There are many different potting soils. But how do you know which one is best suited to your plants? Find out what you need to keep in mind when purchasing and why not all soils are alike here.
Since every plant has individual needs, different potting soils, also known as substrates, contain different combinations of ingredients. This means that potting soils can have very different properties. We distinguish between physical, biological and chemical properties.
The physical and biological properties are determined by the basic substrate of the potting soil; this could be compost, humus or peat, for example. Adding other substances such as clay minerals, quartz sand or perlite can enhance the properties and tailor them to the needs of different plants. The chemical properties also depend on the formula. For example, lime regulates the pH value, while fertilisers supply plants with nutrients over the long term. So, make sure to look out for the composition of the potting soil when purchasing.
Potting soil acts as a sort of living room for your plant. What do you need to feel at home within your own four walls? There should be enough space and options for relaxing, and it should not be too cold or too warm. The same goes for substrates: They support the roots and ensure that the plant stands firm. They also store water and nutrients and have enough air voids to ensure that air circulates around the roots.
Good potting soil contains enough nutrients, which are tailored to the specific plant variety, and a basic dressing that covers the nutrient requirements in the first few weeks. Another sign of quality is the pH value: The nutrients in the soil can only be absorbed by plants if the pH value is correct. Pay attention to the consistency of the soil: High-quality substrates are evenly mixed and crumble into loose but stable particles when touched. If nothing else, a smell test can help – good soil smells like a forest floor and should not smell foul or musty.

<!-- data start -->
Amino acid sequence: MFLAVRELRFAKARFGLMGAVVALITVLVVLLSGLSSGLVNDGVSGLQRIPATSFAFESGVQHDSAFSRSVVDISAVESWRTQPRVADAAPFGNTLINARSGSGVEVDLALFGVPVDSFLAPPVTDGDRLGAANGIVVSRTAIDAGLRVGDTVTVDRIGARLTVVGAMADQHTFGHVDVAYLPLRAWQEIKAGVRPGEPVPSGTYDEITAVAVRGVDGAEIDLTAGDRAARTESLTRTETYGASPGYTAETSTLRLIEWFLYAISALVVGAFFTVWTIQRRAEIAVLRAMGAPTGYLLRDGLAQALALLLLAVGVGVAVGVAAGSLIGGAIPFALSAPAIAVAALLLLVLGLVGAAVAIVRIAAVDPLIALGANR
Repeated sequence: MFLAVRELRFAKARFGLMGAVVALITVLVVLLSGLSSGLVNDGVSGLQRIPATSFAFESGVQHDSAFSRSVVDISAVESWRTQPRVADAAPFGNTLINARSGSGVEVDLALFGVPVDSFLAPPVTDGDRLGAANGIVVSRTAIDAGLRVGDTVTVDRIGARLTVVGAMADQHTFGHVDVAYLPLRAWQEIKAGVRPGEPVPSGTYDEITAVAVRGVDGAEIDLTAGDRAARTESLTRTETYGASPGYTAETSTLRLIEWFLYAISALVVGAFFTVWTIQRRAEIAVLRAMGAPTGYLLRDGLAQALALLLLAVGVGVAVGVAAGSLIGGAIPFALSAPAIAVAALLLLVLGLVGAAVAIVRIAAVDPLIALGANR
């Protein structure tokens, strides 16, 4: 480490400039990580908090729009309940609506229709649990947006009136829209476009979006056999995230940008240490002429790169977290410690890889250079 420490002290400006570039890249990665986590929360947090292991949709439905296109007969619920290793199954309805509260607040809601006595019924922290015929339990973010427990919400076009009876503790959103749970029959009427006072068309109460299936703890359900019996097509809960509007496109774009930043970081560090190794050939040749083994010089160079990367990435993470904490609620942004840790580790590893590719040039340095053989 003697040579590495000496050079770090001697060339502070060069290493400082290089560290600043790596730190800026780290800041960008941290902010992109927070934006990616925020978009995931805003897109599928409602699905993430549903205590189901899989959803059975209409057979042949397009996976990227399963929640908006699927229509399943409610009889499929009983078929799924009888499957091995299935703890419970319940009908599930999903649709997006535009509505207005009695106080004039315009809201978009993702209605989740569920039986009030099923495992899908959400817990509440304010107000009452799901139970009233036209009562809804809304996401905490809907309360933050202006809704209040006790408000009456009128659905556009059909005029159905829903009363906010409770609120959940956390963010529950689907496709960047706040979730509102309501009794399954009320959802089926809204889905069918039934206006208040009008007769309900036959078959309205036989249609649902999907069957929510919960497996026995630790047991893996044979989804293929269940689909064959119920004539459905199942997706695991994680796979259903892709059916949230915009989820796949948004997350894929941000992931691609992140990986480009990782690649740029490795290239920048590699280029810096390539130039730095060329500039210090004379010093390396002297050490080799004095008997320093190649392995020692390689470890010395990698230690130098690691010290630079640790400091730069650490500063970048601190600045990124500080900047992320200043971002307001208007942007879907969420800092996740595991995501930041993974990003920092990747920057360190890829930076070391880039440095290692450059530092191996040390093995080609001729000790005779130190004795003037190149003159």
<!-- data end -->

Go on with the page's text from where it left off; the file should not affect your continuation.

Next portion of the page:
Most plants prefer soils with a pH value between 5.5 and 6.5. But acidophilic plants (lingonberries, cranberries, rhododendron) only thrive in a bed or in plant tubs with an acidic soil (pH value between 4 and 5).
In 1956, it was the first potting soil to be sold in consumer-friendly packaging and to this day it is still the most-famous brand in our range: our COMPO SANA® potting soil. Its composition is precisely tailored to the needs of plants and contains everything required for healthy growth. Thanks to improved formulas and a special micronutrient mix, some of our substrates supply plants with nutrients for up to 12 weeks. Rigorous checks by the independent Agricultural Investigation and Research Institute of the Chamber of Agriculture (LUFA) and DIN ISO-certified quality management safeguard the consistently high quality of COMPO potting soils.
Incidentally, all our potting soils containing peat have been certified by the 'Responsibly Produced Peat' foundation. This European organisation has established a transparent certification system for responsible peat harvesting. It includes strict criteria concerning site selection, peat harvesting and later use of land.
If you prefer to use alternatives to potting soils containing peat, you can now do so with a clear conscience. The peat component that is valuable for plants, present in most soils, is replaced by native bark humus, compost, coconut or wood fibres. The natural materials also support healthy growth.
Our COMPO potting soils